God is Fighting for Us

On any given day, if you search the movie listings, you are likely to see a movie listed that tells the story of one or more superheroes. Bookstores are filled with books and graphic novels featuring beings, both human and non-human, whose mission is to protect the rest of us from evil. They are there to fight for us.


Of course, these are fictional characters played by actors and created in the imaginations of writers and illustrators. But, there is one book in which we can find someone who truly can and will fight for us, someone who is not fictional or played by an actor, but is as real as we are. That book is the Bible, the written word of God.

Throughout His word, God proves time and time again that He is willing to fight for His people. He assures us in Exodus 14:14 that He will fight for us and all we have to do is be still. He tells is in Deuteronomy 3:22 that we do not need to fear our enemy because He Himself will take up the fight for us.

In the book of 1 Samuel, God tells us of an earthly king, David who, as a boy, faced a Philistine giant named Goliath. Although he was outmatched, David was not afraid as he went out to face the giant. Why? Because David understood that he was not fighting Goliath alone. God would be right there with David to help him defeat his enemy.
 
When we face trials in our lives, when we are battling against the things that the enemy throws at us, we do not need to fear. We can be still, be at peace, because not only will our God fight for us, but He has already defeated our enemy through the sacrifice of His Son, the King of kings, Jesus Christ, who willingly gave His life for us. As we are reminded in Romans 8:31, if our God is for us, there is no one who can stand against us.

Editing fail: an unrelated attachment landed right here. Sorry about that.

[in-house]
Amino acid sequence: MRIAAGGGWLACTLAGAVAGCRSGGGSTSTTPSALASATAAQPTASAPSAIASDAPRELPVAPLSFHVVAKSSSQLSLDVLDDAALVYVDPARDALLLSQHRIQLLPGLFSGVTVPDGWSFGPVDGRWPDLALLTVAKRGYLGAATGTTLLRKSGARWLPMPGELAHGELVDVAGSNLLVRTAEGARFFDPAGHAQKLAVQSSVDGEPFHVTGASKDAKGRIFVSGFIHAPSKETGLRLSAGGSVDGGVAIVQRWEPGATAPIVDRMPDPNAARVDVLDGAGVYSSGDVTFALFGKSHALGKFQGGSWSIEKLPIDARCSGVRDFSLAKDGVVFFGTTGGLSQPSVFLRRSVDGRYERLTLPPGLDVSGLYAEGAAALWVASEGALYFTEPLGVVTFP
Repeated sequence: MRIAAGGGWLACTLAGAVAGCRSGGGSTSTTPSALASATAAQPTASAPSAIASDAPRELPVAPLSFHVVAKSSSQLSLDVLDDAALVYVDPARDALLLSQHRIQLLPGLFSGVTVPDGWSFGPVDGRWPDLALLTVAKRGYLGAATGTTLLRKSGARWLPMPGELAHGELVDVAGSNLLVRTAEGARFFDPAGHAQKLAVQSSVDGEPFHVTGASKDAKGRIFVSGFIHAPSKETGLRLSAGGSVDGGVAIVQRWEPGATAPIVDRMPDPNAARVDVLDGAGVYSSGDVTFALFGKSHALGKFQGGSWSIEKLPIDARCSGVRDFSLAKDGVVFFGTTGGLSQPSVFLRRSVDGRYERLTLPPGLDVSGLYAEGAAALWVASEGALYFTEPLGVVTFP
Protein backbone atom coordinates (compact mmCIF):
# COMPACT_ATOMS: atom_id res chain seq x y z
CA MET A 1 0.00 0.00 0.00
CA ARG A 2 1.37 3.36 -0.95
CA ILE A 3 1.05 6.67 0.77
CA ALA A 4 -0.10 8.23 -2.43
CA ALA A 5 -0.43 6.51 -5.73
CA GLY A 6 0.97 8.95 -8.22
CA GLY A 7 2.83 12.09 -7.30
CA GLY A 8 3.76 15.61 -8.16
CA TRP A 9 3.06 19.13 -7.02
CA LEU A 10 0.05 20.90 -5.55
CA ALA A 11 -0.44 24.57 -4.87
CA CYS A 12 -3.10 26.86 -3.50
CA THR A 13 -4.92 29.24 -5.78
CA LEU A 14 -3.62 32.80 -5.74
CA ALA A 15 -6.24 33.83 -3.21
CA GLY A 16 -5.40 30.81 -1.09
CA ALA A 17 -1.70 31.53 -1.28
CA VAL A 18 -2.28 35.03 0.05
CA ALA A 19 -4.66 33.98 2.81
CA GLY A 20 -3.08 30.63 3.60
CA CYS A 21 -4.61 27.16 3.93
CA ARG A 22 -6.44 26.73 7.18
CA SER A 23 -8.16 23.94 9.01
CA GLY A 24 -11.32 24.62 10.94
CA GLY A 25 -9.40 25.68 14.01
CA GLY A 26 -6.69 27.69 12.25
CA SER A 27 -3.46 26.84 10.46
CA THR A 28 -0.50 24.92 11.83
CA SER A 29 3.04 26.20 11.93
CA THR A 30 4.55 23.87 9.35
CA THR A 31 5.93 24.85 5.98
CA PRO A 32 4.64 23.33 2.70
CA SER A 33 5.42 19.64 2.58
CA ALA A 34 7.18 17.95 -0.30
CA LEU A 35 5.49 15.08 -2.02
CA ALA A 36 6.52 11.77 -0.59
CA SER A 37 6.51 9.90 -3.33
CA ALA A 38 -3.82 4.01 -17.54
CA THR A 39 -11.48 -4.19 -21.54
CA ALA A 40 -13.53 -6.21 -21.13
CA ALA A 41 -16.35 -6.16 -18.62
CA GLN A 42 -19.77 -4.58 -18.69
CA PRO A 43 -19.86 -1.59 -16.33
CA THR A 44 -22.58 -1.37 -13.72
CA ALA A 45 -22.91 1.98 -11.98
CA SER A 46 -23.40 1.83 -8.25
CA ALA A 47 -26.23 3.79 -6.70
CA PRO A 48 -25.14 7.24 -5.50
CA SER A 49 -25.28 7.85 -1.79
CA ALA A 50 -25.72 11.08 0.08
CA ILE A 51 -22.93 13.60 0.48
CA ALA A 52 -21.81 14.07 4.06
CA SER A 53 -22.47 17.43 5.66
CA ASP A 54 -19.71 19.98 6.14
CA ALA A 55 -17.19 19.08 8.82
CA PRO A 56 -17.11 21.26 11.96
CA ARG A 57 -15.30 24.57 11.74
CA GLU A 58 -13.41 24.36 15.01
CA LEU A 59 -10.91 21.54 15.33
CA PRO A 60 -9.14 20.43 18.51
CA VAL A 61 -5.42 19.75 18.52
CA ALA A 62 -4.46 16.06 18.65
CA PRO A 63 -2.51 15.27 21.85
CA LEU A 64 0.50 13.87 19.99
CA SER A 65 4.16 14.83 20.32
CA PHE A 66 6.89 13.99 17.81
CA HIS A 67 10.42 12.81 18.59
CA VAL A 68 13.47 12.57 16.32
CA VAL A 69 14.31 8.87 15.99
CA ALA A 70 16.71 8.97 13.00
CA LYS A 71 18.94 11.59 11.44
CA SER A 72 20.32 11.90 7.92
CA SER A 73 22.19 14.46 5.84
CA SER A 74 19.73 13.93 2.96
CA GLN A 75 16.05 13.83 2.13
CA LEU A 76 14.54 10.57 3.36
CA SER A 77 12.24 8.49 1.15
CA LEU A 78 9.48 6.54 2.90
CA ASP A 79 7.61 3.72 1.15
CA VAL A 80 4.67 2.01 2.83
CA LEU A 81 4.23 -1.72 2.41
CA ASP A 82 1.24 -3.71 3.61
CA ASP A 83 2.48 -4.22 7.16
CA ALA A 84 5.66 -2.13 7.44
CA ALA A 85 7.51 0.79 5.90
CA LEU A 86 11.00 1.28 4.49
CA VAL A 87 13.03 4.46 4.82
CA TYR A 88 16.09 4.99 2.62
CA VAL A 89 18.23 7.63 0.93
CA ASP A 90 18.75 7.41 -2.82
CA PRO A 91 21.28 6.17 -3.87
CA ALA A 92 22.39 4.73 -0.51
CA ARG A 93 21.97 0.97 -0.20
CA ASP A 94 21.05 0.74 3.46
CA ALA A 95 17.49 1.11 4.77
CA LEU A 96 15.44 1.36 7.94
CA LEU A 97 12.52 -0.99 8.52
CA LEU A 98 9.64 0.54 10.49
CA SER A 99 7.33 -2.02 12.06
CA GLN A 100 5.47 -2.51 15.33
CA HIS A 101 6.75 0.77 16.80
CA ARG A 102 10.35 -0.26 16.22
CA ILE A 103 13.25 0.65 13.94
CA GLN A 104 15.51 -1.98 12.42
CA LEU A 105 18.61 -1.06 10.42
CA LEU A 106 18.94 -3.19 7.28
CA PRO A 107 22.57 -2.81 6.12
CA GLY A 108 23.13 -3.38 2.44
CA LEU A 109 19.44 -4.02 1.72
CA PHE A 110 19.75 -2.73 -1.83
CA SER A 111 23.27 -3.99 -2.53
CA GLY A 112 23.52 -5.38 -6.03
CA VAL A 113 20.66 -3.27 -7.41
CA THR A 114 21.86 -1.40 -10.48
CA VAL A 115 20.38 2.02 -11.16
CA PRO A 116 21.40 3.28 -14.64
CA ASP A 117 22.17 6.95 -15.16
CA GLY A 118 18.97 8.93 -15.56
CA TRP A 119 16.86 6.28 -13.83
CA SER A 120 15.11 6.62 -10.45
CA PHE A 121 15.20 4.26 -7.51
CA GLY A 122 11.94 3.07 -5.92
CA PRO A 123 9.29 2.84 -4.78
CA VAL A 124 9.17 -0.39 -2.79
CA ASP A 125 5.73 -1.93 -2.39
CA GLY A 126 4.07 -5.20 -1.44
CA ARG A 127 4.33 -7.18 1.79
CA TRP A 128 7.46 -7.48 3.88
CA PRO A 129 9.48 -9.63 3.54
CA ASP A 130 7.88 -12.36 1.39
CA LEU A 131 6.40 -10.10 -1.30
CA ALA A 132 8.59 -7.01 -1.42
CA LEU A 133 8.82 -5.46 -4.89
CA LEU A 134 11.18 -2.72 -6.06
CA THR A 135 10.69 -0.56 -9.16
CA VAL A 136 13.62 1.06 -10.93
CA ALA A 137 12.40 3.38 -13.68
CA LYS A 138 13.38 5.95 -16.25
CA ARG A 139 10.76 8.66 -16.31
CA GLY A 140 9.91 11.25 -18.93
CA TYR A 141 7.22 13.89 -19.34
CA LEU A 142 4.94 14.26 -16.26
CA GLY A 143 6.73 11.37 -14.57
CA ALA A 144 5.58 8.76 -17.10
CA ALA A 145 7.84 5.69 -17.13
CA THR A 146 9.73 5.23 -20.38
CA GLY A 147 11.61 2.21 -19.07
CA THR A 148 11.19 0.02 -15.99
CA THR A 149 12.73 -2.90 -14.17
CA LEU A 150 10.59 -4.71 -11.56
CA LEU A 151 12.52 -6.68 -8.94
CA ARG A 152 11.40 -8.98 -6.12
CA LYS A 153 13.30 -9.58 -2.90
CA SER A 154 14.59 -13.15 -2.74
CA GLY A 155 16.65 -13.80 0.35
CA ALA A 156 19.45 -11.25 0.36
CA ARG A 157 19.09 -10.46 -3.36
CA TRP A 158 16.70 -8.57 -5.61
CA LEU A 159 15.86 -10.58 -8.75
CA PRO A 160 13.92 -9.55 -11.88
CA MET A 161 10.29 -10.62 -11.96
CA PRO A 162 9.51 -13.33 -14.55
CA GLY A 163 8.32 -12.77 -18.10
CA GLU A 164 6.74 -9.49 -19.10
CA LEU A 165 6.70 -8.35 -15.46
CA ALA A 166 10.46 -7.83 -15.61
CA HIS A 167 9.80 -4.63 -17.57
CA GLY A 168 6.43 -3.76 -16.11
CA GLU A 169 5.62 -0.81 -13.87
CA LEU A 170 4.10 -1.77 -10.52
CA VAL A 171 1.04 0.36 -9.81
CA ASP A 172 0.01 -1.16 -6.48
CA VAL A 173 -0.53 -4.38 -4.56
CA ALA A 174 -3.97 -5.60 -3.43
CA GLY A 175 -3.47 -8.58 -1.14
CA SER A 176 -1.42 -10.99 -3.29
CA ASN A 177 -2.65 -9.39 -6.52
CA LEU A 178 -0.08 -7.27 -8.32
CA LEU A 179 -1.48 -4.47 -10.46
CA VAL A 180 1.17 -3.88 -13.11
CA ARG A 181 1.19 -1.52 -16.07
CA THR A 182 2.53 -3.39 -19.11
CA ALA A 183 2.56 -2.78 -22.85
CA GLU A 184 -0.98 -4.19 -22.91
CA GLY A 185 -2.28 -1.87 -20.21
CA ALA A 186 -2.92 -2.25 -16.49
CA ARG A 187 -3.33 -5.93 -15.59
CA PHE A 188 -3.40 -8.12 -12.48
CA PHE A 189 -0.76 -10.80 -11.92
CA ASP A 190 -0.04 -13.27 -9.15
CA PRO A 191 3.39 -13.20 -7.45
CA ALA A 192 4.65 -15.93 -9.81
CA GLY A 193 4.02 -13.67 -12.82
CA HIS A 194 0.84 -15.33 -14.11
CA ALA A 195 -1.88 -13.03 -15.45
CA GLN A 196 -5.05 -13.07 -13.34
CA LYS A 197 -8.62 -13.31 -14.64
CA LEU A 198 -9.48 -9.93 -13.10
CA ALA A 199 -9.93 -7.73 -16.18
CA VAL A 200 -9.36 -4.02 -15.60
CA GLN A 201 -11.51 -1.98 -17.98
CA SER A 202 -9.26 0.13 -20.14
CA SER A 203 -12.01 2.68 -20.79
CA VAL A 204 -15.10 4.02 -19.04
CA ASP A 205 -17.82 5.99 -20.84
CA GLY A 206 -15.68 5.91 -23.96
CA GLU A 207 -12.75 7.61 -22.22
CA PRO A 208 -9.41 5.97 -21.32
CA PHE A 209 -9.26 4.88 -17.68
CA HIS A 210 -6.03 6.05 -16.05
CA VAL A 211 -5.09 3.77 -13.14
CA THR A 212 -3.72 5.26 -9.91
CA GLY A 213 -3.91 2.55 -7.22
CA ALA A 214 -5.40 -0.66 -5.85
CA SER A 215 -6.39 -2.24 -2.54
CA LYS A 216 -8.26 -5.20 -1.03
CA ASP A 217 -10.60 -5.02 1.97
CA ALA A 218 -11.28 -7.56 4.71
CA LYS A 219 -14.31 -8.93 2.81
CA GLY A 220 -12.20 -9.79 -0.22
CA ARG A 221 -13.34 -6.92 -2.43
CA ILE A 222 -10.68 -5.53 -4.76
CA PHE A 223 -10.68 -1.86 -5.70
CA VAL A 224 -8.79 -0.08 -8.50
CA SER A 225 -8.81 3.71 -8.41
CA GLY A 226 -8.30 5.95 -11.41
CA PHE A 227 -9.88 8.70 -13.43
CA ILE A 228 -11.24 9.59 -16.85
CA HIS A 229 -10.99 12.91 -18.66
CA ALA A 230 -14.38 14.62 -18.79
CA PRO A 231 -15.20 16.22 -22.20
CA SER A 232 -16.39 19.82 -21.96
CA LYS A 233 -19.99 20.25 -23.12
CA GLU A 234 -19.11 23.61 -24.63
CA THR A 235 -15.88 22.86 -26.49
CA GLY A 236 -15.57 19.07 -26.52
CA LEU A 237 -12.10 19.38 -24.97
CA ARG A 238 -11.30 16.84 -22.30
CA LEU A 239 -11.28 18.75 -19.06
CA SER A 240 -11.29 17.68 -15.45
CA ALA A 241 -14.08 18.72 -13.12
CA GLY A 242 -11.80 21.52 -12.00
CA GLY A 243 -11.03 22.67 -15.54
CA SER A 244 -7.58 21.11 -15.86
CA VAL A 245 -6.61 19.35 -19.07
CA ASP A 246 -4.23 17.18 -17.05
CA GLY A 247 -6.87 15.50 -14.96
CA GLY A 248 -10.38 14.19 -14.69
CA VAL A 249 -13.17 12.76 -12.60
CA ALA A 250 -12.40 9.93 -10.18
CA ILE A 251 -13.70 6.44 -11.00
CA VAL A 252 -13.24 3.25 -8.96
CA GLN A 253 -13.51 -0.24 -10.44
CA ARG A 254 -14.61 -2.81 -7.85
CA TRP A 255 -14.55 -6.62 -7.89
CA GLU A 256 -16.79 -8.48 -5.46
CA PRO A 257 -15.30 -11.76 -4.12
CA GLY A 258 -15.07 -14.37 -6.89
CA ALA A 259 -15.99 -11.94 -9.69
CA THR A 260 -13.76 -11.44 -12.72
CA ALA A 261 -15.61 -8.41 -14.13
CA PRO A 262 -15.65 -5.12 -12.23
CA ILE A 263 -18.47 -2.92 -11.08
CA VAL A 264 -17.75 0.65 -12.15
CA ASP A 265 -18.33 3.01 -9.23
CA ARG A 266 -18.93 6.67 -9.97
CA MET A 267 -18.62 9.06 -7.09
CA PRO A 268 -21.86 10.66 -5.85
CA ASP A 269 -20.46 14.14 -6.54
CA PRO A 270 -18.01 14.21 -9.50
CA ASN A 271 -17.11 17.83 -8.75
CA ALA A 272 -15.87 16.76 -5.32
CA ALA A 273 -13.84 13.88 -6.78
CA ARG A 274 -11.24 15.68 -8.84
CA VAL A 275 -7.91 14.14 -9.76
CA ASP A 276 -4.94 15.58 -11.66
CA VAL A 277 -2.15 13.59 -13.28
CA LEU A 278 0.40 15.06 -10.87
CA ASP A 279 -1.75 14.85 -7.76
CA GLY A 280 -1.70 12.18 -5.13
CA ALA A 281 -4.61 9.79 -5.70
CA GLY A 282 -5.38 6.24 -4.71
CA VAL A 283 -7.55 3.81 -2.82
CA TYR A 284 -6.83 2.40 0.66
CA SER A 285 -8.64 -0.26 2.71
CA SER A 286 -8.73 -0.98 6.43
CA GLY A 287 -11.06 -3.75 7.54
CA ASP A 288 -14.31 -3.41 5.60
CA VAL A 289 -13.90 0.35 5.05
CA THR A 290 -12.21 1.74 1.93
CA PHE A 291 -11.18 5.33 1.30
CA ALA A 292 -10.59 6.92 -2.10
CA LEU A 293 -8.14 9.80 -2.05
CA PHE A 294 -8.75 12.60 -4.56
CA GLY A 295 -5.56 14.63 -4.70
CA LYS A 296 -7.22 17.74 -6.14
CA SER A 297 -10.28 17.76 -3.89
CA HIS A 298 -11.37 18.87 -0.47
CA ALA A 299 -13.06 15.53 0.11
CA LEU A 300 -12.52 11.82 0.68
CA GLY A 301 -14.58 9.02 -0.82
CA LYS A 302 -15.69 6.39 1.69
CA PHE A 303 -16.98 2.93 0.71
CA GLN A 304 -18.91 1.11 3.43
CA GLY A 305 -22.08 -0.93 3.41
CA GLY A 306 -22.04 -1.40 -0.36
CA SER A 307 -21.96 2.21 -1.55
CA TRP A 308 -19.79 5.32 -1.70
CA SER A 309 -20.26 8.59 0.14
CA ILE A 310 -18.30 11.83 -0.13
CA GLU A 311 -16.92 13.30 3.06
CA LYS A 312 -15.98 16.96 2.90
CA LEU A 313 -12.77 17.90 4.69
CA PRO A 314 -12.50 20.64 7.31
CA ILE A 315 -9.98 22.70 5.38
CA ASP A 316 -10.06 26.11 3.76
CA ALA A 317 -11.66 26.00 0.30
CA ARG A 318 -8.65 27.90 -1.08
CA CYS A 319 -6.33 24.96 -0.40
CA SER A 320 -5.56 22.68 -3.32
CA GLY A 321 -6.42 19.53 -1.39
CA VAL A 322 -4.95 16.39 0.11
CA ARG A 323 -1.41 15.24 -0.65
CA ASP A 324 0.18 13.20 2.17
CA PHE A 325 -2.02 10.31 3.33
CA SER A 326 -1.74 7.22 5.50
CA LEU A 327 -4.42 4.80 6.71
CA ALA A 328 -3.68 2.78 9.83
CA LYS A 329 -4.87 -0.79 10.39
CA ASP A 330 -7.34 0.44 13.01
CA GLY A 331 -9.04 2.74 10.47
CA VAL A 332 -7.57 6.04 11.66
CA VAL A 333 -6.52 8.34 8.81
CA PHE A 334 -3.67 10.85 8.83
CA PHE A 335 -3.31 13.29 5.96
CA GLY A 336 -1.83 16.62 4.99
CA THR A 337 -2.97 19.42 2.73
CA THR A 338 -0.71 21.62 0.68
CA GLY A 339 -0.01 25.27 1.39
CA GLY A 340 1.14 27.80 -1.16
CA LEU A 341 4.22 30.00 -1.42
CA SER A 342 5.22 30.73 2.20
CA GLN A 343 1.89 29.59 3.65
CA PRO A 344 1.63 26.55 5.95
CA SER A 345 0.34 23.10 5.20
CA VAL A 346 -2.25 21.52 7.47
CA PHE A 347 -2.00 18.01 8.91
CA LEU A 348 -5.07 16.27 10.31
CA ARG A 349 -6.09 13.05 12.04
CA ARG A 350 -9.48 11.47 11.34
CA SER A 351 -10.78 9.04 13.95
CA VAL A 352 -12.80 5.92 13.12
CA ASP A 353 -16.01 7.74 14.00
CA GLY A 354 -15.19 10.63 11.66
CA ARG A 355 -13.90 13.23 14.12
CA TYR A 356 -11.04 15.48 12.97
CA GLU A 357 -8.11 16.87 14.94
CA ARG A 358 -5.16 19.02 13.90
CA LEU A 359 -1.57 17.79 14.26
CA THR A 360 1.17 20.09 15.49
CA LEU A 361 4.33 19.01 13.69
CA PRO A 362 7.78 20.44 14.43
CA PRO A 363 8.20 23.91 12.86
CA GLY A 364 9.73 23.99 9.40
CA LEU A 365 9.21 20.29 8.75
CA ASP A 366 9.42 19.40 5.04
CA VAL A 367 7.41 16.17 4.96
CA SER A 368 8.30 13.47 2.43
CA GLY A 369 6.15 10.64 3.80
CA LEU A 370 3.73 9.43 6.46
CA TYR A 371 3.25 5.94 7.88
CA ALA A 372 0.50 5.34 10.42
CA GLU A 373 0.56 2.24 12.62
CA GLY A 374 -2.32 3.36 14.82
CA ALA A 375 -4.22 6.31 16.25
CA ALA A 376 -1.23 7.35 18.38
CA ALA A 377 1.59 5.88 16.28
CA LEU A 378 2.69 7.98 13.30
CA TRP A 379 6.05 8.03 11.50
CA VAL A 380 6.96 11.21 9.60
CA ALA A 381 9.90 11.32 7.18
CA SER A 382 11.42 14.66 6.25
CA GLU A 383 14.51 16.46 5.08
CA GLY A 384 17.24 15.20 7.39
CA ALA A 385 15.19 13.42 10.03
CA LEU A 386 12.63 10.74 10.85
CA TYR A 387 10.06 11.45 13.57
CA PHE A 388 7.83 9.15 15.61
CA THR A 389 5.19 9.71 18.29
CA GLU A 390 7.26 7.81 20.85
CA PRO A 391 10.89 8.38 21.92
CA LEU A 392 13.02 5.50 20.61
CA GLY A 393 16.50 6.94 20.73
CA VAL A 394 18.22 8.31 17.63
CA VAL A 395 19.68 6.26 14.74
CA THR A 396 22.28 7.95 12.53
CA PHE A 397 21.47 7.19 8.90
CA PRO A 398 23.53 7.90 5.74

"Come Me!"

There are many ways by which we can express our praise to God. We can use our mouths to speak, sing, or even shout our praise. We can use musical instruments to play songs of praise. We can use our feet to dance before the Lord. We can clap our hands as we sing our praise. And, we can lift our hands in praise.

The lifting of hands does not come naturally to everyone. Having been raised in a denomination where people did not lift their hands in church, it was foreign to me when I started to worship in a church where it was quite natural to do so. But, I have found that, not only is the lifting of hands Biblical, but it is also a gesture that expresses so much.

In the Bible, there are many references to the lifting of hands. In the Psalms, David mentions lifting his hands quite often. He lifts his hands to the Holy Place as he calls on the Lord for help (Psalm 28:2). Praising the Lord, he lifts his hands in the Lord’s name (Psalm 63:4). In Psalm 134:2, we are told to praise the Lord and to lift our hands in the sanctuary.

One of the Hebrew words for praise that appears in the Old Testament is yadah. This word means to throw the extended hand, to throw out the hand. Basically, to worship with extended hand. Another way to look at it is that we are casting are praise up to the Lord through the lifting up of our hands.

Beyond expressing praise, lifting our hands to the Lord can also express a number of other things. It can be a sign of joy, it can show surrender or submission to Him, and it can be our way of reaching out to our Father in heaven. What father can resist his child reaching out to him, looking for him to hold him?